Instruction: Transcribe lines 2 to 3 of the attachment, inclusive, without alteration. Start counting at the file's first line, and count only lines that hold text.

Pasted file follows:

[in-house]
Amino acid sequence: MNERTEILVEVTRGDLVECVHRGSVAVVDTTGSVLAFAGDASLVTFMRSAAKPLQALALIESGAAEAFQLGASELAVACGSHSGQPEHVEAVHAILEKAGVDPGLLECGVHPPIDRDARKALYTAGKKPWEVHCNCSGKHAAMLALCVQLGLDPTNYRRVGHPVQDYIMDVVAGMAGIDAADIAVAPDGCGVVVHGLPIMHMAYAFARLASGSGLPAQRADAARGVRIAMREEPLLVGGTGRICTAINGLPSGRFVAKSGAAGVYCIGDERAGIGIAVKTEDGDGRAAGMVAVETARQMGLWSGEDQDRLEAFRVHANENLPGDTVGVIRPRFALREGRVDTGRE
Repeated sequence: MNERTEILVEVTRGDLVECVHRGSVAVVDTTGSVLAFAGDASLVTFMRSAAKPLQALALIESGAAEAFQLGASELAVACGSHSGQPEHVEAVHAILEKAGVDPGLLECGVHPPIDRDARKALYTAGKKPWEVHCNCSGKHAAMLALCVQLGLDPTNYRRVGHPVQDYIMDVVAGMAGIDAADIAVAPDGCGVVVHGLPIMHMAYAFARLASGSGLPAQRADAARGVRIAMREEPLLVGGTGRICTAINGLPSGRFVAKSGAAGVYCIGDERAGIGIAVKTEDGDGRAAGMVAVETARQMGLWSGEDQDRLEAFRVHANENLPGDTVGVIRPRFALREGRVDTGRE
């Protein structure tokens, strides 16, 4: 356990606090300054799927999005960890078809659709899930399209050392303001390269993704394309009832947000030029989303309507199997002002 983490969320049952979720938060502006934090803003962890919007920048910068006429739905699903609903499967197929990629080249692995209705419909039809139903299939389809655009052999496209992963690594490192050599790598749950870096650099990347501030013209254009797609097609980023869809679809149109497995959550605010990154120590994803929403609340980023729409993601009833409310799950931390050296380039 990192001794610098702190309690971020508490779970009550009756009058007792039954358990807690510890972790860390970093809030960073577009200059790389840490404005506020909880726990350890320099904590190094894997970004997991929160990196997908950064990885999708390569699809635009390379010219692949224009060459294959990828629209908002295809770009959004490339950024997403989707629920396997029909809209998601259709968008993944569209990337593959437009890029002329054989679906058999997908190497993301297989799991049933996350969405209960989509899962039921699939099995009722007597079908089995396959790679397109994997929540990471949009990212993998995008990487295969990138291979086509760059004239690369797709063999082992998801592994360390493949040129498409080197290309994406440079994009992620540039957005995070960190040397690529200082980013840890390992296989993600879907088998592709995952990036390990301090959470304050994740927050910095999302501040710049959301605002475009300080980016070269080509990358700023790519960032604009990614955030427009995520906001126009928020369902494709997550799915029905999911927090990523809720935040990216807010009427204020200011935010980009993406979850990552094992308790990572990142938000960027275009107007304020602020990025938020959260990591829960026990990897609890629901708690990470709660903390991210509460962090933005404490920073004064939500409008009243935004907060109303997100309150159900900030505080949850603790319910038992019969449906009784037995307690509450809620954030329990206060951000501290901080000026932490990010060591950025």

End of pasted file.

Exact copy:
Amino acid sequence: MNERTEILVEVTRGDLVECVHRGSVAVVDTTGSVLAFAGDASLVTFMRSAAKPLQALALIESGAAEAFQLGASELAVACGSHSGQPEHVEAVHAILEKAGVDPGLLECGVHPPIDRDARKALYTAGKKPWEVHCNCSGKHAAMLALCVQLGLDPTNYRRVGHPVQDYIMDVVAGMAGIDAADIAVAPDGCGVVVHGLPIMHMAYAFARLASGSGLPAQRADAARGVRIAMREEPLLVGGTGRICTAINGLPSGRFVAKSGAAGVYCIGDERAGIGIAVKTEDGDGRAAGMVAVETARQMGLWSGEDQDRLEAFRVHANENLPGDTVGVIRPRFALREGRVDTGRE
Repeated sequence: MNERTEILVEVTRGDLVECVHRGSVAVVDTTGSVLAFAGDASLVTFMRSAAKPLQALALIESGAAEAFQLGASELAVACGSHSGQPEHVEAVHAILEKAGVDPGLLECGVHPPIDRDARKALYTAGKKPWEVHCNCSGKHAAMLALCVQLGLDPTNYRRVGHPVQDYIMDVVAGMAGIDAADIAVAPDGCGVVVHGLPIMHMAYAFARLASGSGLPAQRADAARGVRIAMREEPLLVGGTGRICTAINGLPSGRFVAKSGAAGVYCIGDERAGIGIAVKTEDGDGRAAGMVAVETARQMGLWSGEDQDRLEAFRVHANENLPGDTVGVIRPRFALREGRVDTGRE